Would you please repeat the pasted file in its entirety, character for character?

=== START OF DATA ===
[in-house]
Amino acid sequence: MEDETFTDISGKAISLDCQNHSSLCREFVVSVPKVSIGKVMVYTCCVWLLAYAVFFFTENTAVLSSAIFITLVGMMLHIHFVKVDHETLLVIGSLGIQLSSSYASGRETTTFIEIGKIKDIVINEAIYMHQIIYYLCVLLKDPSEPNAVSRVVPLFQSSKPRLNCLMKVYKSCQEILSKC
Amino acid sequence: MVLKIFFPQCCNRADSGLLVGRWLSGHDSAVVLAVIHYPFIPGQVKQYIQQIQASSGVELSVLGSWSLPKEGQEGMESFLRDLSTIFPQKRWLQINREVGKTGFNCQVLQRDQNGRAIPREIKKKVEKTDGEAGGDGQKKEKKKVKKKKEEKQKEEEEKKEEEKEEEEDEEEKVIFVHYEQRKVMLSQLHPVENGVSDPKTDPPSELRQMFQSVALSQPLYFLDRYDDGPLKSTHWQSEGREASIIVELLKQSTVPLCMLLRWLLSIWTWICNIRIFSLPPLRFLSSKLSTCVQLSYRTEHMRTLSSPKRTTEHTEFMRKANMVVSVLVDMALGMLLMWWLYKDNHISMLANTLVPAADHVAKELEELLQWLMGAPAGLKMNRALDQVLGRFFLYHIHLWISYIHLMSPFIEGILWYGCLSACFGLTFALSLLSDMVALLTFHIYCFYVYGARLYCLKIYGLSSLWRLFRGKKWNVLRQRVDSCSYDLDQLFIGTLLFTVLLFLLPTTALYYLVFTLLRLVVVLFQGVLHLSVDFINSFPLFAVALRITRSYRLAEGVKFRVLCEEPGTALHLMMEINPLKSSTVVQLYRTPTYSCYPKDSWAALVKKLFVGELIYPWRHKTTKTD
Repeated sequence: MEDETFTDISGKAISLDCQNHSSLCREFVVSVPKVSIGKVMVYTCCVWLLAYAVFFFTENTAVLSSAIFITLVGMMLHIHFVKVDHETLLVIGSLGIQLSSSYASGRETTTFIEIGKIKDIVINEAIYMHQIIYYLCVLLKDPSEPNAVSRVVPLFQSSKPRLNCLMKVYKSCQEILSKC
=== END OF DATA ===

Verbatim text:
[in-house]
Amino acid sequence: MEDETFTDISGKAISLDCQNHSSLCREFVVSVPKVSIGKVMVYTCCVWLLAYAVFFFTENTAVLSSAIFITLVGMMLHIHFVKVDHETLLVIGSLGIQLSSSYASGRETTTFIEIGKIKDIVINEAIYMHQIIYYLCVLLKDPSEPNAVSRVVPLFQSSKPRLNCLMKVYKSCQEILSKC
Amino acid sequence: MVLKIFFPQCCNRADSGLLVGRWLSGHDSAVVLAVIHYPFIPGQVKQYIQQIQASSGVELSVLGSWSLPKEGQEGMESFLRDLSTIFPQKRWLQINREVGKTGFNCQVLQRDQNGRAIPREIKKKVEKTDGEAGGDGQKKEKKKVKKKKEEKQKEEEEKKEEEKEEEEDEEEKVIFVHYEQRKVMLSQLHPVENGVSDPKTDPPSELRQMFQSVALSQPLYFLDRYDDGPLKSTHWQSEGREASIIVELLKQSTVPLCMLLRWLLSIWTWICNIRIFSLPPLRFLSSKLSTCVQLSYRTEHMRTLSSPKRTTEHTEFMRKANMVVSVLVDMALGMLLMWWLYKDNHISMLANTLVPAADHVAKELEELLQWLMGAPAGLKMNRALDQVLGRFFLYHIHLWISYIHLMSPFIEGILWYGCLSACFGLTFALSLLSDMVALLTFHIYCFYVYGARLYCLKIYGLSSLWRLFRGKKWNVLRQRVDSCSYDLDQLFIGTLLFTVLLFLLPTTALYYLVFTLLRLVVVLFQGVLHLSVDFINSFPLFAVALRITRSYRLAEGVKFRVLCEEPGTALHLMMEINPLKSSTVVQLYRTPTYSCYPKDSWAALVKKLFVGELIYPWRHKTTKTD
Repeated sequence: MEDETFTDISGKAISLDCQNHSSLCREFVVSVPKVSIGKVMVYTCCVWLLAYAVFFFTENTAVLSSAIFITLVGMMLHIHFVKVDHETLLVIGSLGIQLSSSYASGRETTTFIEIGKIKDIVINEAIYMHQIIYYLCVLLKDPSEPNAVSRVVPLFQSSKPRLNCLMKVYKSCQEILSKC